Many observers are starting to call the 21st century the “Biotech Century.” Recent advances in biology and technology suggest that in the next one hundred years human beings will have unprecedented opportunities to create, manipulate, and destroy themselves.
Consider a few examples. Within the next few years scientists will complete their map of the human genetic code. The Human Genome Project, as it is called, will reproduce the complete sequence of the three billion chemical pairs which make up human DNA.
This genetic information has a number of potential uses and abuses. It raises the possibility of what biotech critic Jeremy Rifkin calls “the ultimate shopping experience”: designer babies, or children whose DNA is altered to produce specific physical or intellectual traits. Also, doctors are beginning to practice “gene therapy,” adding good genes to the cells of sick patients in order to make them better. Then there is “genetic enhancement,” in which genes are altered to prevent disease or increase the human life span.
Significant research is also being done on human stem cells, cells that have not yet differentiated into blood, bone, brain, or other kinds of cells. Stem cells have the capacity to become any part of the human body, raising the possibility that one day scientists will be able to grow their own organs in a petri dish.
There are other developments as well. More discussions (and possibly more experiments, too) are taking place on the cloning of human beings. Perhaps, too, by the end of the next century, biochemists will complete a map of the more than ten billion neurons in the human brain, thus closing the gap between real and artificial intelligence.
All this research confirms two fundamental aspects of human nature: creativity and depravity. The fact that we are able to radically change our bodies shows that we are creators made in the image of a creative God. The fact that we do it without stopping to think about the moral implications of what we are doing shows that we are base sinners.
Scientists are no more depraved than anyone else, of course, but some of them seem to have a firm belief in their own divinity. They believe that we must do anything we can do. Yet the truth is that there are lots of things we can do but mustn't. For the foreseeable future, Christians will have to wrestle constantly with the ethical and theological implications of new biotechnology.
To help us get started, I want to suggest one fundamental principle that helps us evaluate what we should and should not be doing. The principle is this: Don't use people. Treat human beings as ends rather than as means to an end.
The reason we should not use people has to do with who we are, which is exactly where our culture has lost its way. We are rapidly losing track of true human identity. In the words of one observer, “We don't know what to make of ourselves precisely because we are, more than ever, able to remake ourselves” [Mark Derry, Escape Velocity].
If we want to know what human beings are really for, therefore, we will have to go back to the Bible. There we discover that we are made in the image and glory of God (1 Cor. 11:7; cf. Gen. 1:27). A human being is a male or a female made in God's image and created for God's glory.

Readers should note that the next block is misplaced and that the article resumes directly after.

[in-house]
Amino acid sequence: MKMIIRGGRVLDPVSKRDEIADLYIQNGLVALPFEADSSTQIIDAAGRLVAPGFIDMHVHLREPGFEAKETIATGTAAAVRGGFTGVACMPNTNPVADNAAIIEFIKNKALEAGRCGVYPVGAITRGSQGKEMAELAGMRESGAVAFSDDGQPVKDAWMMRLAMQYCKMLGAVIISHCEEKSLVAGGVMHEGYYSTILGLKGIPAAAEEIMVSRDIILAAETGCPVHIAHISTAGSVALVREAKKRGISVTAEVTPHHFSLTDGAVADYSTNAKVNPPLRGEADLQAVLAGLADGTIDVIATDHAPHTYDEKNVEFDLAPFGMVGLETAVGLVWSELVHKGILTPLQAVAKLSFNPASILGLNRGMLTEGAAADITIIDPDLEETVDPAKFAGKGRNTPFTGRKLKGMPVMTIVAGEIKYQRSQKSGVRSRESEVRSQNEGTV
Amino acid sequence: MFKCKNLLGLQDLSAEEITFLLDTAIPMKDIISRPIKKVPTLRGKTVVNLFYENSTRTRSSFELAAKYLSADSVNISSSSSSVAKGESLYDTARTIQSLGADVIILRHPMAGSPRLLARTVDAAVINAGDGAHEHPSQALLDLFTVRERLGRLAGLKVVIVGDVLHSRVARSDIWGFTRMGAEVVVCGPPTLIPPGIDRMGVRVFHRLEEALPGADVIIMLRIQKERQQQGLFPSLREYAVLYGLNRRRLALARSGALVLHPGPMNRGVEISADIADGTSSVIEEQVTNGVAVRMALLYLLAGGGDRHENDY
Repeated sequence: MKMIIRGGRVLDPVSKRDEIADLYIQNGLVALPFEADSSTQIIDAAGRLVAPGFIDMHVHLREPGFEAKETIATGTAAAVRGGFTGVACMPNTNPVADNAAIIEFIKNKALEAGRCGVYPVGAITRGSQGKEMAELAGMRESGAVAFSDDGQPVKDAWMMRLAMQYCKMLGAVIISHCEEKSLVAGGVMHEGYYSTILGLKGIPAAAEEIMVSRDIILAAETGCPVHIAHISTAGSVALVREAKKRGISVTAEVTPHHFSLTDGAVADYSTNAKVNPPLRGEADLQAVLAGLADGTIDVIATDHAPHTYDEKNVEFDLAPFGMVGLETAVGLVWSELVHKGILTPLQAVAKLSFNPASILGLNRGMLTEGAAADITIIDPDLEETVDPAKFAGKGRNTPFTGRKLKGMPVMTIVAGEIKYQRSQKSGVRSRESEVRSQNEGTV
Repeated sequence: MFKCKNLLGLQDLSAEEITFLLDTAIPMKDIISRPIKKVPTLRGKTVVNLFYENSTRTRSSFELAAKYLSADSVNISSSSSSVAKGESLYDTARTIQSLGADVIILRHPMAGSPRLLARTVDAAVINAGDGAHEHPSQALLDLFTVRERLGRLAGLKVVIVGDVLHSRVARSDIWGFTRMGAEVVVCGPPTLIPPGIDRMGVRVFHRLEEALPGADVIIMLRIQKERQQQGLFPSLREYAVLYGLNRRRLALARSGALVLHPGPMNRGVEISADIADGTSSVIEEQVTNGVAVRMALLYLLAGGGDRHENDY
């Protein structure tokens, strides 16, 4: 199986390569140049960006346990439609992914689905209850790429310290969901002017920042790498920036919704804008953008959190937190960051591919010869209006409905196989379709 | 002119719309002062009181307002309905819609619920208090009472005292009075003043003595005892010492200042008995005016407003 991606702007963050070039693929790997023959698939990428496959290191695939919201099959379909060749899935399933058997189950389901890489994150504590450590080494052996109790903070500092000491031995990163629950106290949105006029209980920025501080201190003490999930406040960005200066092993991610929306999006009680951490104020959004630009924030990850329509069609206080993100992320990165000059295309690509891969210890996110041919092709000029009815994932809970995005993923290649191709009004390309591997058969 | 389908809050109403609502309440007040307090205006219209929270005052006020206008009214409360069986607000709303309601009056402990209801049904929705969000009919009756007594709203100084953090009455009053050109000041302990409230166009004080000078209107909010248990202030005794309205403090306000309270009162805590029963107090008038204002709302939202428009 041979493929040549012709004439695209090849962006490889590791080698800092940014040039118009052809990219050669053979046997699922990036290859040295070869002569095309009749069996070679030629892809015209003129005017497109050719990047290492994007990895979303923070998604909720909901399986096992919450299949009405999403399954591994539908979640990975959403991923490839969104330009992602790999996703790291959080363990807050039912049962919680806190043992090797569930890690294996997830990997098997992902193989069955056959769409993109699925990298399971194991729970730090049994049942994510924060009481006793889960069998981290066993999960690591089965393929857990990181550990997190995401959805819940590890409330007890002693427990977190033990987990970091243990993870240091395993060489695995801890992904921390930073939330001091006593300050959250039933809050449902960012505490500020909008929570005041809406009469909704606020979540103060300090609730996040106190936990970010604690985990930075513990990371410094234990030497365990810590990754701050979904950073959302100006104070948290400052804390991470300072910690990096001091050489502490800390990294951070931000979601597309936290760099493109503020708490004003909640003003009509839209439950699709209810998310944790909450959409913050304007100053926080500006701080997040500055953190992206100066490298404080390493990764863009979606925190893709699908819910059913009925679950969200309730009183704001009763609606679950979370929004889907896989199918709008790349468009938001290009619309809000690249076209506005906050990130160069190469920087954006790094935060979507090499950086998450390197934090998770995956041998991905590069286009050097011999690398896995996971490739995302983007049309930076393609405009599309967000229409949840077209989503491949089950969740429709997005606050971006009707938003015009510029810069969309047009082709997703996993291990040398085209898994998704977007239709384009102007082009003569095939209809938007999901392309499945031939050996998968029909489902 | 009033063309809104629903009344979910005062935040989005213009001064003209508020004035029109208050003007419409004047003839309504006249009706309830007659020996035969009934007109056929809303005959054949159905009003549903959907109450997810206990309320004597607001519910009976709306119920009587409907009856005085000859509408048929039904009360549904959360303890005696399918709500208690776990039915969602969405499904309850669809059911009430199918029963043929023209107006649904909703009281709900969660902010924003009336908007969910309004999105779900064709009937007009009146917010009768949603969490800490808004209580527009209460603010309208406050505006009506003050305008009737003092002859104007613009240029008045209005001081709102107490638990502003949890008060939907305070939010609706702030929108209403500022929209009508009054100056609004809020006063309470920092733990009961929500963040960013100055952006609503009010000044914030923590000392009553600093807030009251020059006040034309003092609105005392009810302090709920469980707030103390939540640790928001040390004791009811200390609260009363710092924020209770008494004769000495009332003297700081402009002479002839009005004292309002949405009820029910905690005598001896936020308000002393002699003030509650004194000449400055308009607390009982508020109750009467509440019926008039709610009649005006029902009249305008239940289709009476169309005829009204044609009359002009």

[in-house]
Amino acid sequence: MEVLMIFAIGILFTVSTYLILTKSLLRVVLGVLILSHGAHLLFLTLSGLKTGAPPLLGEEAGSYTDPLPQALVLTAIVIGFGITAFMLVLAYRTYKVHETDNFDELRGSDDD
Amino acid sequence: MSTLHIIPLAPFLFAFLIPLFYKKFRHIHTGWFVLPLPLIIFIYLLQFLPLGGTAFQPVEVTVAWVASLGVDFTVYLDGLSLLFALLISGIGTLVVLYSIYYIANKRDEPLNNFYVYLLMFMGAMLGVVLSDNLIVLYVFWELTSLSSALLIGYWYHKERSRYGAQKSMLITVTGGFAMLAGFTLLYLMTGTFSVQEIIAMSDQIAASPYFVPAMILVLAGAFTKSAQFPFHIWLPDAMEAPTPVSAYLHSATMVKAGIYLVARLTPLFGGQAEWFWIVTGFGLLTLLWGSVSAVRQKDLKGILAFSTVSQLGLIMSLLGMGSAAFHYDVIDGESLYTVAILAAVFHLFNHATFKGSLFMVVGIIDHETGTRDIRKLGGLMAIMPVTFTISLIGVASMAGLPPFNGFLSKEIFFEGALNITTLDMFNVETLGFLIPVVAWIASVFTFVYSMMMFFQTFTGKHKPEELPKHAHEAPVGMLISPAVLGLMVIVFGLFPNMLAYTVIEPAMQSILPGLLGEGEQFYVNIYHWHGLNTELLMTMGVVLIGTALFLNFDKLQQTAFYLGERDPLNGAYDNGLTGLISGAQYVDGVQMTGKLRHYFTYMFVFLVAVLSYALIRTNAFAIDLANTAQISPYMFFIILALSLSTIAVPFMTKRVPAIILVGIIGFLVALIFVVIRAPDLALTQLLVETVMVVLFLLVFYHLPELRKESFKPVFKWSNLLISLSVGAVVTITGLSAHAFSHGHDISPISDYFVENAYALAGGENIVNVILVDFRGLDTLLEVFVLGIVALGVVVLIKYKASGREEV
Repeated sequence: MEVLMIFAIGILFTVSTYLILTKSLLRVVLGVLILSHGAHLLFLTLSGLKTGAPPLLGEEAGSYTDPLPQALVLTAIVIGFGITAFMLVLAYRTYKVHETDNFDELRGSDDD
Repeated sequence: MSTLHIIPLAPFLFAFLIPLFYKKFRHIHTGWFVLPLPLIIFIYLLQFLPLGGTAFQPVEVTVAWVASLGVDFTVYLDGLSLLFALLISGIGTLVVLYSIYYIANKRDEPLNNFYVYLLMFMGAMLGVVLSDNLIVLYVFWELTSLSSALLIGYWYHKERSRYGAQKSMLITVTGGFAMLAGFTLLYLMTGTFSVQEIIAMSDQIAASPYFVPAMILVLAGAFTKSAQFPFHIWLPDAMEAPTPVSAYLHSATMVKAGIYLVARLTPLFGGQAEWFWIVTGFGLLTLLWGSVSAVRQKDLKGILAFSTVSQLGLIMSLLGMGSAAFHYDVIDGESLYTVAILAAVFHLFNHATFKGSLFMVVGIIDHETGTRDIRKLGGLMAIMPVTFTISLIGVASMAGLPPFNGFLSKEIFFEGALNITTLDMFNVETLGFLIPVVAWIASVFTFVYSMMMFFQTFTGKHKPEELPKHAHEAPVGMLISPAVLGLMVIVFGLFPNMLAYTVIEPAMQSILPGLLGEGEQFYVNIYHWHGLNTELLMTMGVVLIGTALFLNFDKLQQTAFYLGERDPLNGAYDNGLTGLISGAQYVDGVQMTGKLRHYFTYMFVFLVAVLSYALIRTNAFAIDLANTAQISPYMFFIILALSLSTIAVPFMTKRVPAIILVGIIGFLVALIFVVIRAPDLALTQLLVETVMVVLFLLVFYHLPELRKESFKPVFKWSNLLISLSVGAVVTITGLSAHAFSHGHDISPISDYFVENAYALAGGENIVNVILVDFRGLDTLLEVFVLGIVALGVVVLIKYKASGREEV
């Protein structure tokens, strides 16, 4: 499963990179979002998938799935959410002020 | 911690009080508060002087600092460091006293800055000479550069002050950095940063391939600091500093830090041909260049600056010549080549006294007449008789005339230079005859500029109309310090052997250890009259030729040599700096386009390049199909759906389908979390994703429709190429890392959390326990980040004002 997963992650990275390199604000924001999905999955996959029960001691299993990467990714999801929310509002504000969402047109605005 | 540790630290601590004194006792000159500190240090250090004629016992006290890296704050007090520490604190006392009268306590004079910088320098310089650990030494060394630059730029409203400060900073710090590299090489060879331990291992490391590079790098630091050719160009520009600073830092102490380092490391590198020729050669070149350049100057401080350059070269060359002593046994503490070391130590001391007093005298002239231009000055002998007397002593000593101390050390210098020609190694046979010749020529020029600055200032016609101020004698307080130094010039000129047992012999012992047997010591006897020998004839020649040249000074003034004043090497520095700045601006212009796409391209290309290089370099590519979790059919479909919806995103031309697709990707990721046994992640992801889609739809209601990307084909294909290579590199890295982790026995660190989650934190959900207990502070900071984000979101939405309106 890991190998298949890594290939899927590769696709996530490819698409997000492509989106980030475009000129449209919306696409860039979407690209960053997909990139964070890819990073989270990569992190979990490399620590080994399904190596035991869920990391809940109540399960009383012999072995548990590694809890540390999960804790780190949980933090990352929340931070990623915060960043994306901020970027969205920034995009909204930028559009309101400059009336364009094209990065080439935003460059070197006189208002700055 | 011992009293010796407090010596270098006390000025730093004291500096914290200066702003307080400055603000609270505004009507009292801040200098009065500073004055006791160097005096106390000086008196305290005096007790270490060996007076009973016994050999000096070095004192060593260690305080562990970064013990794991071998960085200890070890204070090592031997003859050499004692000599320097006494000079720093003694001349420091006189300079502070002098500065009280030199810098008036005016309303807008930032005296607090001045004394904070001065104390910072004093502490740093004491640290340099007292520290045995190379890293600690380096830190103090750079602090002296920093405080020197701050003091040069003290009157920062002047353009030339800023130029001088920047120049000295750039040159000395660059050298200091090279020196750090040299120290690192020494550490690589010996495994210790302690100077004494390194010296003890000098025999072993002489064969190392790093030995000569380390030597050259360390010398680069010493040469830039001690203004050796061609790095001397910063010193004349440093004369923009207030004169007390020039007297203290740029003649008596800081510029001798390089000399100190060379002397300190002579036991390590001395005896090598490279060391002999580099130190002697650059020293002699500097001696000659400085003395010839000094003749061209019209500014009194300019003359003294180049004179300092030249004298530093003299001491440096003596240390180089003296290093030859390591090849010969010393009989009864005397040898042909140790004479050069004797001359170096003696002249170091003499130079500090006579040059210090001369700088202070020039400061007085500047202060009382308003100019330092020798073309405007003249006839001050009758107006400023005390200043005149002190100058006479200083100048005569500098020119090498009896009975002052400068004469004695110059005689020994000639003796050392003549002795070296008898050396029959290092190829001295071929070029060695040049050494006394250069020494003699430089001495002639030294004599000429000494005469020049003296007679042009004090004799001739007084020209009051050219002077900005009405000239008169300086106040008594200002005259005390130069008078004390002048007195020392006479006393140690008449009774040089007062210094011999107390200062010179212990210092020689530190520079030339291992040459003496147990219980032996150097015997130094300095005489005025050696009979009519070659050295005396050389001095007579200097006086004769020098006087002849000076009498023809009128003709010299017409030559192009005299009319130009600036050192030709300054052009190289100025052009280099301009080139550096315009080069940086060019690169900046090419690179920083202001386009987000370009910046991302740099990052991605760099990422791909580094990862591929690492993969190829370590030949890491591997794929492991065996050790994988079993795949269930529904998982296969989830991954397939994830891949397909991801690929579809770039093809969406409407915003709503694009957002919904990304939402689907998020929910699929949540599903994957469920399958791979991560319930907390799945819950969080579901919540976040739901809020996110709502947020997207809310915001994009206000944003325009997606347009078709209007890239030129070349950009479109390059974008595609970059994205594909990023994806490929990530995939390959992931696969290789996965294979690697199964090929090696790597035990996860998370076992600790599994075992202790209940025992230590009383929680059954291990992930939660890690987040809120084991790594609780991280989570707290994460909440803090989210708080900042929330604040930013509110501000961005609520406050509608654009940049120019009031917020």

There are plenty of things, therefore, that a human being is not. A human being is not a repository of spare body parts. A human being is not a bag of chemicals or a network of neurons. A human being is certainly not what one professor calls “a machine made out of meat” [Marvin Minsky, Massachusetts Institute of Technology, in Christianity Today, 12/7/98, p. 34]. Nor is a human being a commodity whose genes can be harvested as the ultimate human resource. A human being is a person made to glorify God and enjoy him forever.
When we remember how God made human beings in the first place (according to the pattern of his image) and why he made them (for his own glory), we start to get answers to some of our questions about biotechnology. If human beings are creatures made in God's image, there are plenty of things we can rule out.
We can rule out the preposterous idea of patenting the human genome. Many scientific researchers are rushing to claim parts of the human genetic code. This is completely without precedent. The U.S. Patent Office has never before awarded a patent for what is known as a “discovery of nature.” In other words, scientists have never been allowed to claim credit for God's handiwork. To do so with the human genome is to treat a person almost like a human invention.
We can also rule out any form of genetic research that ends up discarding human embryos. That is obviously to treat a person—for what is a human embryo if not a human being?—as a means rather than as an end. For the same reason, we can rule out any form of scientific work which requires the use of aborted fetal tissue, as most stem cell research does.
There are plenty of ethical problems with human cloning, as I have explained before. But here is one more reason cloning should be abandoned: Every conceivable clone would be made, not in the interests of the clone, but in the interests of whoever wants the clone made. In other words, cloning treats human beings as means to an end rather than as ends in themselves.
Much more could be said about the “Biotech Century,” but this is a good place to start. A human being is a creature made in God's image. So don't use people.
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Please include the following statement on any distributed copy: By Phil Ryken. ©2019 Tenth Presbyterian Church. Website: tenth.org